loath

adjective
\ ˈlōth How to pronounce loath (audio) , ˈlōt͟h How to pronounce loath (audio) \
variants: or less commonly \ ˈlōth How to pronounce loath (audio) , ˈlōt͟h \ or loathe \ ˈlōt͟h How to pronounce loath (audio) , ˈlōth \

Definition of loath

: unwilling to do something contrary to one's ways of thinking : reluctant She was loath to admit her mistakes.

Other Words from loath

loathness noun

Synonyms & Antonyms for loath

Synonyms

Antonyms

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Choose the Right Synonym for loath

disinclined, hesitant, reluctant, loath, averse mean lacking the will or desire to do something indicated. disinclined implies lack of taste for or inclination. disinclined to move again disinclined for reading hesitant implies a holding back especially through fear or uncertainty. hesitant about asking for a date reluctant implies a holding back through unwillingness. a reluctant witness loath implies hesitancy because of conflict with one's opinions, predilections, or liking. seems loath to trust anyone averse implies a holding back from or avoiding because of distaste or repugnance. averse to hard work not averse to an occasional drink

Did you know?

Many usage commentators point out that the spelling of loath, the adjective, is distinct from loathe, the verb that means "to dislike greatly." Merriam-Webster dictionaries do record loathe (along with loth) as a variant spelling for the adjective, but at the same time indicate that the loath spelling is the most common one. The adjective and the verb both hark back to Old English, and the "e" ending in each has come and gone over the centuries—but if you want to avoid the ire of those who like to keep the language tidy, stick with loath for the adjective and loathe for the verb.

Loath vs. Loathe

Many usage commentators point out that the spelling of loath the adjective is distinct from loathe, the verb that means "to dislike greatly." Merriam-Webster dictionaries record loathe (along with loth) as a variant spelling for the adjective, at the same time indicating that the spelling with an e is not as common as the form without it. Both words hark back to Old English, and the e ending in each has come and gone over the centuries - but if you want to avoid the ire of those who like to keep the language tidy, stick with loath for the adjective and loathe for the verb.

Examples of loath in a Sentence

She was loath to admit her mistakes. I was loath to accept his claim of having climbed Mount Everest.
Recent Examples on the Web Belarus was an important transit country for Russian gas exports to Europe, and Lukashenko knew Putin was loath to see political instability along the border. New York Times, 30 Mar. 2022 Having won the costly test of wills with Mr. Putin, the Saudi leadership is loath to upset an arrangement upon which its entire economic transformation is built. Taylor Luck, The Christian Science Monitor, 9 Mar. 2022 So, physically numbed and loath to leave the effort, the stubborn tailback kept trying to pop his dislocated elbow back in place – to no avail. Nick Moyle, San Antonio Express-News, 31 Mar. 2022 Their Republican colleagues seemed loath to join in during the first day of the Supreme Court nominee's confirmation hearings. Matt Ford, The New Republic, 21 Mar. 2022 Since then, political leaders have been loath to put in place and enforce restrictions. Marc Santora, New York Times, 13 Jan. 2022 In a game that Self has been loath to rewatch, the Wildcats raced to a 22-4 lead four years ago and cruised to a Final Four blowout en route to their third national title. Dave Skretta, chicagotribune.com, 3 Apr. 2022 In a game that Self has been loath to re-watch, the Wildcats raced to a 22-4 lead out of the gates four years ago and cruised to a Final Four blowout and eventually their third national championship. Dave Skretta, ajc, 3 Apr. 2022 In a game that Self has been loath to rewatch, the Wildcats raced to a 22-4 lead out of the gates four years ago and cruised to a Final Four blowout en route to their third national title. Dave Skretta, courant.com, 2 Apr. 2022 See More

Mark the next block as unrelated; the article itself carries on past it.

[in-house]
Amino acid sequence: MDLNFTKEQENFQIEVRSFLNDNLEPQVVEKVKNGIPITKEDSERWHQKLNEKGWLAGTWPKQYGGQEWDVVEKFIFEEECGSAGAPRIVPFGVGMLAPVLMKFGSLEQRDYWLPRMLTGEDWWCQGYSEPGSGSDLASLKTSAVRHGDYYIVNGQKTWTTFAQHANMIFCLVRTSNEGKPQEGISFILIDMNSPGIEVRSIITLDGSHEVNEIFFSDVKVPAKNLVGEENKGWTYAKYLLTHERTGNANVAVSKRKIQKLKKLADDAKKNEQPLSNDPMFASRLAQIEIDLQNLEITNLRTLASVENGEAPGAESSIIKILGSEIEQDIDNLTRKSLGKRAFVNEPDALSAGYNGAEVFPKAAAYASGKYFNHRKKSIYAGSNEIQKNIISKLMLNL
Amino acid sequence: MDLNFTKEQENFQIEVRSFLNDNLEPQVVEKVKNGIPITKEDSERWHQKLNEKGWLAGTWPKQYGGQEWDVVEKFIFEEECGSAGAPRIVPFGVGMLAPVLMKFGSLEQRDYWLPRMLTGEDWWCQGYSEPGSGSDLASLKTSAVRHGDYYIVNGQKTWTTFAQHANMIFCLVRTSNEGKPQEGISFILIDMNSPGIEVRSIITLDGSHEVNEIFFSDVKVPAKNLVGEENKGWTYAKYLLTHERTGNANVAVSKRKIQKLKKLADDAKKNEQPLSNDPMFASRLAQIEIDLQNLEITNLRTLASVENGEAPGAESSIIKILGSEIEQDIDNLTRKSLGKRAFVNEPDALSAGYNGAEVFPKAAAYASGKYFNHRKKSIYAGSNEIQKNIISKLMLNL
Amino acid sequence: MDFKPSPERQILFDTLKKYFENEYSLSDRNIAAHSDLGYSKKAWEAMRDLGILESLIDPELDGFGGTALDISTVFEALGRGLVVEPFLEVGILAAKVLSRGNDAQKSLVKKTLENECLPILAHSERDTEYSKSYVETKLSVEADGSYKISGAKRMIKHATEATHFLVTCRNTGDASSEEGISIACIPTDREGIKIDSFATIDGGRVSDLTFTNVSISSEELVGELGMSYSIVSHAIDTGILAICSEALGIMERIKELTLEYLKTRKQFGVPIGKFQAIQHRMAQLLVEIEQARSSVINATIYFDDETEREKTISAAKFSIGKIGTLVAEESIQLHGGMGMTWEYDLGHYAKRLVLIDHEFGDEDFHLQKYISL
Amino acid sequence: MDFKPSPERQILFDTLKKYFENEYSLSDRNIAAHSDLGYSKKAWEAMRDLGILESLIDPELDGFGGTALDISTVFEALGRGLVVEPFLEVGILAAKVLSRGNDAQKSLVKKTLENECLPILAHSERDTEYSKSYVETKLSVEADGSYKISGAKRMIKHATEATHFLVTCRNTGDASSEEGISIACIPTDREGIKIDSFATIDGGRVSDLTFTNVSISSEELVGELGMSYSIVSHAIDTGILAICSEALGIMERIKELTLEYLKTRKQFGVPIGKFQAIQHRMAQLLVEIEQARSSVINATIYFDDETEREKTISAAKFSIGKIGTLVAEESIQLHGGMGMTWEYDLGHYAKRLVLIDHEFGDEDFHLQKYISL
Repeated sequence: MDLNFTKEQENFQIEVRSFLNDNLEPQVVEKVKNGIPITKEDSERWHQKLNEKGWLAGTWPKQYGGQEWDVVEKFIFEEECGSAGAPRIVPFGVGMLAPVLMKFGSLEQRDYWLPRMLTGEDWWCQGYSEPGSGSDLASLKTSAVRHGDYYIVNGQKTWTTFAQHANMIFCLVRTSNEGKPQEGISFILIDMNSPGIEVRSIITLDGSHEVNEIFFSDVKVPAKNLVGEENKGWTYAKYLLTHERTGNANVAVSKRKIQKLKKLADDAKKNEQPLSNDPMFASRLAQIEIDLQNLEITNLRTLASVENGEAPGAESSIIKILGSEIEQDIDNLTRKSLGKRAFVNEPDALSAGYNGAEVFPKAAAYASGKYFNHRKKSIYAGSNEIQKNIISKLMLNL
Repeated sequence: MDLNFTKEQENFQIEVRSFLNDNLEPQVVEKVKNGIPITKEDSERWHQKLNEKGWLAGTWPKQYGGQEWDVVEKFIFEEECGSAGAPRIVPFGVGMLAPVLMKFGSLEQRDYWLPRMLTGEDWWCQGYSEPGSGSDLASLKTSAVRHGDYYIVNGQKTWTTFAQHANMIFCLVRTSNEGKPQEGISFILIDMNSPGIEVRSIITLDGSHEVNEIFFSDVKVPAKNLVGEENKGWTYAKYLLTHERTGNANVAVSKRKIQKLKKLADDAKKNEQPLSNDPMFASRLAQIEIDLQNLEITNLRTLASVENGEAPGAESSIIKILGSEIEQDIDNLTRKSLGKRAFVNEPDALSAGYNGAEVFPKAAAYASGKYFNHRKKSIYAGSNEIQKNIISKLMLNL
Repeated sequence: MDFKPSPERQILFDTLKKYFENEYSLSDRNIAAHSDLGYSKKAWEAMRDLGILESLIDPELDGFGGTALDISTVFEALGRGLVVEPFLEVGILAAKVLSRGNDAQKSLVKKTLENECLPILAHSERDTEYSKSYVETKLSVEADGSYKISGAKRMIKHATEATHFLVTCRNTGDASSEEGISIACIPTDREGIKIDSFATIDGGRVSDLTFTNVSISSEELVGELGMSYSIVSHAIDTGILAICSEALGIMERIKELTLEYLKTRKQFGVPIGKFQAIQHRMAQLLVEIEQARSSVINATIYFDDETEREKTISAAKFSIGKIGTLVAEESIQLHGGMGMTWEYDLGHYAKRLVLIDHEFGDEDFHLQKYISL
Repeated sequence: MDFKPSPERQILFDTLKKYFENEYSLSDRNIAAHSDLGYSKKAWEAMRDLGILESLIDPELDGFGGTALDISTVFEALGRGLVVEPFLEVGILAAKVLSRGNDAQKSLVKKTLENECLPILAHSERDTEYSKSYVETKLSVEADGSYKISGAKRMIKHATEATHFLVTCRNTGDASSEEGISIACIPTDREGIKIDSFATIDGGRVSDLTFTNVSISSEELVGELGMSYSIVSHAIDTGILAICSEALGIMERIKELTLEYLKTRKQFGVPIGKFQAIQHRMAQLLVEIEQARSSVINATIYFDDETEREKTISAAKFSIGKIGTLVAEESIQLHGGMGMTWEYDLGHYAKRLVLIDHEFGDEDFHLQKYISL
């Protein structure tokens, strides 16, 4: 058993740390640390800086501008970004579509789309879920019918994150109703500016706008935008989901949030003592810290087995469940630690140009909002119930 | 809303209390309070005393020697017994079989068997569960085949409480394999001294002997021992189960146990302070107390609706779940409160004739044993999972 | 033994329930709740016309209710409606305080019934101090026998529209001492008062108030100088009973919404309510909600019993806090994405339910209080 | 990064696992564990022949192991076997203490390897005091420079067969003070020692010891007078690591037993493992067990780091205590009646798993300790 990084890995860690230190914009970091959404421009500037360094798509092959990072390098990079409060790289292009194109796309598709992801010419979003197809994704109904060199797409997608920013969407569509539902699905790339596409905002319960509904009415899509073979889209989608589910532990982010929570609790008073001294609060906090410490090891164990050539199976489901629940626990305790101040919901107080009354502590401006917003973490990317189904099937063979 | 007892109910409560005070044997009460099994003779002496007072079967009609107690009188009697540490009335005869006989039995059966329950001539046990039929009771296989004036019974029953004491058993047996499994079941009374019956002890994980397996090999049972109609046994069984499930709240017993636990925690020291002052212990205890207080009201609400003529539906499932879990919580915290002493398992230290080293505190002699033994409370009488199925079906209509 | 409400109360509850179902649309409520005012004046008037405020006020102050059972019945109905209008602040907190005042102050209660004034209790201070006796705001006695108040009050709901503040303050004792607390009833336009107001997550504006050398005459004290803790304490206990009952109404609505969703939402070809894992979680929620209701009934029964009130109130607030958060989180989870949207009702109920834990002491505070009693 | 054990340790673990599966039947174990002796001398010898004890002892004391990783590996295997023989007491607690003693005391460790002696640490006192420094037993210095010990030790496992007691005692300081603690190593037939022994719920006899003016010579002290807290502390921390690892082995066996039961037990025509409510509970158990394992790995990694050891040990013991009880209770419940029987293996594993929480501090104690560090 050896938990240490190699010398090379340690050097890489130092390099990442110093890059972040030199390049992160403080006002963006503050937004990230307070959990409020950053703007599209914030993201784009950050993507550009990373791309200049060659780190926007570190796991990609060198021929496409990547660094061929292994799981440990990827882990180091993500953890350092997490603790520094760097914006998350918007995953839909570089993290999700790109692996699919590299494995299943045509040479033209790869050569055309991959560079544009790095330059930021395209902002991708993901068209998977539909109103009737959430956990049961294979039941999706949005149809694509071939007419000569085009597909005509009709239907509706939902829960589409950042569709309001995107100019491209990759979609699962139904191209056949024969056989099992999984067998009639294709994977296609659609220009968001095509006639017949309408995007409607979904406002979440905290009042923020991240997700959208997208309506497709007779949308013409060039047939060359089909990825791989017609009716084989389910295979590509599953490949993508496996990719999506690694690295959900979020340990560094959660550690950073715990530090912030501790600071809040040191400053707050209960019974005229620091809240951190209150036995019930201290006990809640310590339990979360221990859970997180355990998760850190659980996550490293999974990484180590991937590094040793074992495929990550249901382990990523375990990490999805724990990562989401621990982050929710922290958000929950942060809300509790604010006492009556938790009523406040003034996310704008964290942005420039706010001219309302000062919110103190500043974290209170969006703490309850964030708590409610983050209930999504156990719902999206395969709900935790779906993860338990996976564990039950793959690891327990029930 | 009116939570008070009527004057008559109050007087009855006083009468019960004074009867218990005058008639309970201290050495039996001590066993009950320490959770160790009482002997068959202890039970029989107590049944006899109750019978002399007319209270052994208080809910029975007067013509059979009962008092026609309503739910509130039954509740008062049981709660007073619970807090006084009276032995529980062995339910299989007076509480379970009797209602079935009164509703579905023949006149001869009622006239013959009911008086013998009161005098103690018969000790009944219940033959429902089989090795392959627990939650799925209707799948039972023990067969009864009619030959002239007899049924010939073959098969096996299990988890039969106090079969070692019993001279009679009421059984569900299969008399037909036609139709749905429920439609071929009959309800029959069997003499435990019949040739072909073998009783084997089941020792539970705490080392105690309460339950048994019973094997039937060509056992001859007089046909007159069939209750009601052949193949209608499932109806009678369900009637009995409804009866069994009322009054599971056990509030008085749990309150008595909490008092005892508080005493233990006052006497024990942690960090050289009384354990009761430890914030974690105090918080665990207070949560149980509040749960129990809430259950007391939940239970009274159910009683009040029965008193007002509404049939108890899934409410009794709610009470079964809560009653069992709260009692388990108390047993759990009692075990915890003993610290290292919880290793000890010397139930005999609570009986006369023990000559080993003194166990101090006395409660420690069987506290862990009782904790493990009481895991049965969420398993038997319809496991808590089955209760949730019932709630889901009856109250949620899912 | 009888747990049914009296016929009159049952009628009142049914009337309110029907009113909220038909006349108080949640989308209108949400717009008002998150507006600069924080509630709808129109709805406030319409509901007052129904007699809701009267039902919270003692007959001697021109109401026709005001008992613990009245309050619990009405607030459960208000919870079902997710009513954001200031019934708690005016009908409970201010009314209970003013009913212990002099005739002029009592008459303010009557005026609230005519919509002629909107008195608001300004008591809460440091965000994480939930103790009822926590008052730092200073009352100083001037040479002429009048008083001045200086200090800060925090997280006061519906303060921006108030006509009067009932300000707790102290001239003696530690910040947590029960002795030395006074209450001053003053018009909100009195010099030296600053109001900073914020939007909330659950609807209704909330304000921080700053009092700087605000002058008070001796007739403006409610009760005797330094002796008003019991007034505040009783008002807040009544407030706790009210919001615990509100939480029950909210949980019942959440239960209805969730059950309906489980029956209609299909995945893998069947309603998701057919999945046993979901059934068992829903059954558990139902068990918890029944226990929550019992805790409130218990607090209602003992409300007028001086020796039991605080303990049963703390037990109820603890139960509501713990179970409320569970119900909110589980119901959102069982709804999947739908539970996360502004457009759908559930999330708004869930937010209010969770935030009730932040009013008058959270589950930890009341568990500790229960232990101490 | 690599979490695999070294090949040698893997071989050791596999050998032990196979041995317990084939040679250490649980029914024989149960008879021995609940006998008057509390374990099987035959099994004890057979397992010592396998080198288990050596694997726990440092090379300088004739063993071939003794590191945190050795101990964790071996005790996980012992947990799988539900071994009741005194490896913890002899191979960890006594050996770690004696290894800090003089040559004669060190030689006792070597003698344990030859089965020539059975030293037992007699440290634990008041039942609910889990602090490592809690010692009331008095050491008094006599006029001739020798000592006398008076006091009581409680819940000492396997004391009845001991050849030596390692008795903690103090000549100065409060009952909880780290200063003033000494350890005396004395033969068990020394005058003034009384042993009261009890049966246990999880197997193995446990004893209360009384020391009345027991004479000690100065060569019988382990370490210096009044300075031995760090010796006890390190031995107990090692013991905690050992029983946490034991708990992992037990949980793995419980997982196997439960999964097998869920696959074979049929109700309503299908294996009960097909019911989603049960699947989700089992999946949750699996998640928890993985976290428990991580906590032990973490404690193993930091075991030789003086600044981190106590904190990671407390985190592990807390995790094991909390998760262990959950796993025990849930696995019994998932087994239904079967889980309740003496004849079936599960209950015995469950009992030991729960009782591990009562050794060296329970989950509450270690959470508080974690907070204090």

These example sentences are selected automatically from various online news sources to reflect current usage of the word 'loath.' Views expressed in the examples do not represent the opinion of Merriam-Webster or its editors. Send us feedback.

First Known Use of loath

12th century, in the meaning defined above

History and Etymology for loath

Middle English loth loathsome, from Old English lāth; akin to Old High German leid loathsome, Old Irish lius loathing

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Time Traveler for loath

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The first known use of loath was in the 12th century

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Dictionary Entries Near loath

loasa family

loath

loathe

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Last Updated

9 May 2022

Cite this Entry

“Loath.” Merriam-Webster.com Dictionary, Merriam-Webster, https://www.merriam-webster.com/dictionary/loath. Accessed 19 May. 2022.

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More Definitions for loath

loath

adjective
variants: also loth \ ˈlōth , ˈlōt͟h \

Kids Definition of loath

: not willing He was loath to admit mistakes.

More from Merriam-Webster on loath

Nglish: Translation of loath for Spanish Speakers

Britannica English: Translation of loath for Arabic Speakers

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